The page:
1. You’re less connected with your customers than you used to be, or than your competitors are.
2. Your distributors increasingly hold the relationships and the tables are turning. They’re treating you like the supplier rather than the other way around. Or they’re introducing house brands that undermine your margins.
3. You’re past your heyday. There’s a lot of talk about history and the “glory days” of the business and/or the sector.
4. You’re paying too much attention to the wrong metrics.
5. You don’t know as much about your buyers as you need to.
6. You’re increasingly focused on technical excellence at the expense of relationships. My term for this fascination is “redundant excellence”.
7. Your customer base is static. So is your market share. Everyone’s comfortable.
8. You’ve lost the spark that’s got you this far. You’ve run out of ideas.
9. You’re riding a wave (but that’s all you’re riding).
10. You’re fading. Your competitors are less intimidated by you (and less respectful of you) than they used to be. You’re being successfully copied and bettered by those you would once have never given a second thought.
11. You respond to customers on your terms not theirs, because you view customer service as a cost.
12. You price-gouge your current IP rather than innovating. But exclusivity is drawing to a close.
13. You don’t do any scenario planning. You have a Plan A…but no Plan B, Plan C or Plan D.
14. You copy the market leader and bank on undercutting them to win customers.
15. Your product, or a core component of your product/profitability, is one short regulatory step away from being outlawed or substantially restricted. That day’s coming. Everyone knows it. You don’t have a back-up plan. You’re depending on lobbying to stave off the inevitable.
16. Your reputation is now dominated by what you can’t do, haven’t done, won’t do or did badly.
17. You’re lying to try and win business. Everyone knows.
18. You lack focus. You’re easily distracted into side projects that detract from your brand.
19. There’s no consistency in your customer experiences nor your brand’s touchpoints across media or cultural borders.
20. Your brand strategy is a revolving door. It changes as new executives come and go.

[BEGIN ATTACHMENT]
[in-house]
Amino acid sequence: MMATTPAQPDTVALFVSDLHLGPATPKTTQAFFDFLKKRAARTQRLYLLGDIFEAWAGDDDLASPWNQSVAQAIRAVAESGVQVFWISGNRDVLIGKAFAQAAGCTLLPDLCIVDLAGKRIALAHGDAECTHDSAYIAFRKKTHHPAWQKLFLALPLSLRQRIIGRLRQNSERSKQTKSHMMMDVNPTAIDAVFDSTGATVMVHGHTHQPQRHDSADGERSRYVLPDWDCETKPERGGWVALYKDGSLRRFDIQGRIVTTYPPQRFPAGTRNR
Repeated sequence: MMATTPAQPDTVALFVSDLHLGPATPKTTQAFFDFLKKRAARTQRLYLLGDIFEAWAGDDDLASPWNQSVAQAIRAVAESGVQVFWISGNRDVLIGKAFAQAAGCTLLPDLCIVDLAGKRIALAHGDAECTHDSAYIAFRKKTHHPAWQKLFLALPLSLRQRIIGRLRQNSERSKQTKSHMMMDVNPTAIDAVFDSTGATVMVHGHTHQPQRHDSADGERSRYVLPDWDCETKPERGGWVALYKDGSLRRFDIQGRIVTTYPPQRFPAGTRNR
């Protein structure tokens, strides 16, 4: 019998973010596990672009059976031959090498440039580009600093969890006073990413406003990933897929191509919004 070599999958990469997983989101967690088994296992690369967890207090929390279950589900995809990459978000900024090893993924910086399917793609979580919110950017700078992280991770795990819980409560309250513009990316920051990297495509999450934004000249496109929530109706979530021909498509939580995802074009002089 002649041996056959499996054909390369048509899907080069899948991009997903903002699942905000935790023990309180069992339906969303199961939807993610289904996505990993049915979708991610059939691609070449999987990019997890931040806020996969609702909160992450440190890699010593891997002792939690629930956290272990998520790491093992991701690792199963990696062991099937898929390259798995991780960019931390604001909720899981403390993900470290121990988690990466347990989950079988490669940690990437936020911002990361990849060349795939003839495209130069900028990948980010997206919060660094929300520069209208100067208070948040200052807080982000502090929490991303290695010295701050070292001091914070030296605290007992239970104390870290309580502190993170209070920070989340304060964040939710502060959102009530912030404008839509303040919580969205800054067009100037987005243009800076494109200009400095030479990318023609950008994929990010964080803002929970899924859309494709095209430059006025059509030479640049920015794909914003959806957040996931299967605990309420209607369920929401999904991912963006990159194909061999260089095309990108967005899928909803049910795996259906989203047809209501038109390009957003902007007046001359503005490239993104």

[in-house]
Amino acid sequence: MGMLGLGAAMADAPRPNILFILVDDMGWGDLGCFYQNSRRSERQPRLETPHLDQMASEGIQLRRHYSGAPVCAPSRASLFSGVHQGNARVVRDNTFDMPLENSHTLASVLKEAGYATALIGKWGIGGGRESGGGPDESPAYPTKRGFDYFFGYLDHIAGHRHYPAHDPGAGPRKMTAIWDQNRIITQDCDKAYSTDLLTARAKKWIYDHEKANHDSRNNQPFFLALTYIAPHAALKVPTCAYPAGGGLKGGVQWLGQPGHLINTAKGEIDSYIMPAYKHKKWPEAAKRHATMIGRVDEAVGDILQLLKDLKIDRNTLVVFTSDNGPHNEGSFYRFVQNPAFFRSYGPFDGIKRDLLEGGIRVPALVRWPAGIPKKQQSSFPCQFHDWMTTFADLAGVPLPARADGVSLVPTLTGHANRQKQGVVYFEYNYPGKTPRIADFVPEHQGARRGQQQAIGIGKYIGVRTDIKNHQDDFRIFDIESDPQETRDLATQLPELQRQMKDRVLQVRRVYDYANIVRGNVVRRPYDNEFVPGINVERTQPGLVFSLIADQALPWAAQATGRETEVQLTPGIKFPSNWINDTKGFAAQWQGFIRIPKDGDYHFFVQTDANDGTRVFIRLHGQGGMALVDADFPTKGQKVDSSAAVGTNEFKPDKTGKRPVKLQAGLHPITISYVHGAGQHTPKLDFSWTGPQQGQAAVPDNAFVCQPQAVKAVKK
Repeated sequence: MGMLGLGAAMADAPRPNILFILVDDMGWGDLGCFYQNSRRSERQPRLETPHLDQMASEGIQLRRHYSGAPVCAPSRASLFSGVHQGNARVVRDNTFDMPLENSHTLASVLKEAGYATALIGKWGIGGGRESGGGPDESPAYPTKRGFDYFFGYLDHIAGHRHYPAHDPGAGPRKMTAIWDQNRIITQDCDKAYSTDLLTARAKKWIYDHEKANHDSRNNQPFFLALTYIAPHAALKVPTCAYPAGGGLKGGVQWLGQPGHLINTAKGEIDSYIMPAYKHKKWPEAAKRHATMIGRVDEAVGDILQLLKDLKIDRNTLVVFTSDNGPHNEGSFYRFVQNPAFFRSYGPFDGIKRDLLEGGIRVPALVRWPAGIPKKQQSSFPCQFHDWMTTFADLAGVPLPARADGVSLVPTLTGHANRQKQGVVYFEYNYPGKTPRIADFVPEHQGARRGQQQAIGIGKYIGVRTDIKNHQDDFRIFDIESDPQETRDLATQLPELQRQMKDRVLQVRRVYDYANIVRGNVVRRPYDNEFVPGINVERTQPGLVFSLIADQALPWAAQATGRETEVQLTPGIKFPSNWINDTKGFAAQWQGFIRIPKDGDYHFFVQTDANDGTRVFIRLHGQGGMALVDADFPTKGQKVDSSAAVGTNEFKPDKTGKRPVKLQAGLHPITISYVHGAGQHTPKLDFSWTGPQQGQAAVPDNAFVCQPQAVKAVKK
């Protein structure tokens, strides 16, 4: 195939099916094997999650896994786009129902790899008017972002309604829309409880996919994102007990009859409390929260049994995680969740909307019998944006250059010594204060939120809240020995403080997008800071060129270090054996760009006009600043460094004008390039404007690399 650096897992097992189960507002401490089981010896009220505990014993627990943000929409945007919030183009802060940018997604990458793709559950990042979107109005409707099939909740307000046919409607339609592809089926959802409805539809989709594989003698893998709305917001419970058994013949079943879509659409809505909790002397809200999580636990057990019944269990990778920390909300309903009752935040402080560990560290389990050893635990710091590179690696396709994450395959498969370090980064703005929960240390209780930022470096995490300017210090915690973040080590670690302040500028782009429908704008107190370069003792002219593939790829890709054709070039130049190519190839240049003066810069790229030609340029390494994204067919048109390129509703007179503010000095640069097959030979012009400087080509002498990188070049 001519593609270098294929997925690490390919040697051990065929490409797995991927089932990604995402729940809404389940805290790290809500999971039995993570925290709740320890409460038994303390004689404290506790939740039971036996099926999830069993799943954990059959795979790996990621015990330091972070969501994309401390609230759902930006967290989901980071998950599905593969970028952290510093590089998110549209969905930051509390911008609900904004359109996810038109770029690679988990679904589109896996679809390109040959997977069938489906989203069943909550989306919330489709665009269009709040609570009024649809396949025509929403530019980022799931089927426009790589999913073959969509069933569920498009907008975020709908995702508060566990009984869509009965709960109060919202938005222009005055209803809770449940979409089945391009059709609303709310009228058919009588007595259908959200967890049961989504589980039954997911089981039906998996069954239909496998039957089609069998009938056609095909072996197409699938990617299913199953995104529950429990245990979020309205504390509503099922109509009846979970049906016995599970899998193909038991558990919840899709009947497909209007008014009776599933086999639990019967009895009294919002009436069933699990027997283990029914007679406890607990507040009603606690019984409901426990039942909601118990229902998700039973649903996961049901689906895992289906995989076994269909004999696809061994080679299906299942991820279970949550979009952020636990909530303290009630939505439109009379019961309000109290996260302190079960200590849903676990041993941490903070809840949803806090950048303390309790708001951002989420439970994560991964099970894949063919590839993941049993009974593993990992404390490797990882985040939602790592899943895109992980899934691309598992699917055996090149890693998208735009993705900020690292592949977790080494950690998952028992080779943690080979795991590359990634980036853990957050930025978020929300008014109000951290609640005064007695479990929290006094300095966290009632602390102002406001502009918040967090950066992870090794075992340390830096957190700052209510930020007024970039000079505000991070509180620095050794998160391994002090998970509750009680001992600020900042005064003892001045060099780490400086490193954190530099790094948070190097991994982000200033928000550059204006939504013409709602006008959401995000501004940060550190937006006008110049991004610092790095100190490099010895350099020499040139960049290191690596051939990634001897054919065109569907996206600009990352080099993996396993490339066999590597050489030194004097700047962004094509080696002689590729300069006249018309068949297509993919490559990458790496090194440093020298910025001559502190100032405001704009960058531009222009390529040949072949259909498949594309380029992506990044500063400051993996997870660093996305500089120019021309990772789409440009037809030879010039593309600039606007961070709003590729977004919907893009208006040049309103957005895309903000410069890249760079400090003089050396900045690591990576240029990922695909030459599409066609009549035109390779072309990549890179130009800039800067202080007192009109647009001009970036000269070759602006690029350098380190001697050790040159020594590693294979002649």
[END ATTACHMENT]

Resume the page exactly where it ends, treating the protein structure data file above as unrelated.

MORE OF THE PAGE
21. You’re giving away IP or leaving money on the table because you haven’t licenced your brand for maximum effect.
22. You’re boring. You’d rather stick with the tried and true than reinvent.
23. You squabble internally or with your competitors or investors and those wars consume more and more of your time and energy.
24. Your brand or category has been disrupted by a competitor you never saw coming, from an angle or POV you never consider.
25. You lack zeitgeist. You can’t stay relevant – or at least you can’t stay as relevant as others seem to be.
26. You’re tied to a partner who is dragging you down and you can’t/won’t separate from them.
27. You’ve lost touch with what makes you special. You have 100 ideas looking for a home.
28. You keep confusing your current customers and yourselves with new strategies.
29. You’re caught in an identity crisis. You can’t decide who you want as customers. You keep holding onto the market you know, but that market has moved on, and you’re reluctant to chase a new tribe.
30. You’re inconsistent or unreliable. No-one knows where they are with you. Perhaps there are privacy or confidentiality concerns.
31. Your CEO cannot articulate what your brand stands for and is not capable of being the ultimate brand champion.
32. The media has lost interest in your brand.
You can run this list and its predecessor up against many of the brand fades in recent years and find perfect matches on one or several points.
Here’s the good news. Strong brands reflect the qualities of those who have steadfastly built equity. And that’s a great cause for hope. Because brands are people-based and people-built, failure is not intrinsic. It is not something that is often beyond anyone’s control. But it takes open and decisive minds to take back control, act to turn things around and shift consumers to a positive frame of mind.
Photo of “Autumn leaves”, taken by Vladimir Agafinkin, sourced from Flickr
Thanks to Derrick Daye and Hilton Barbour for their additions to my original list.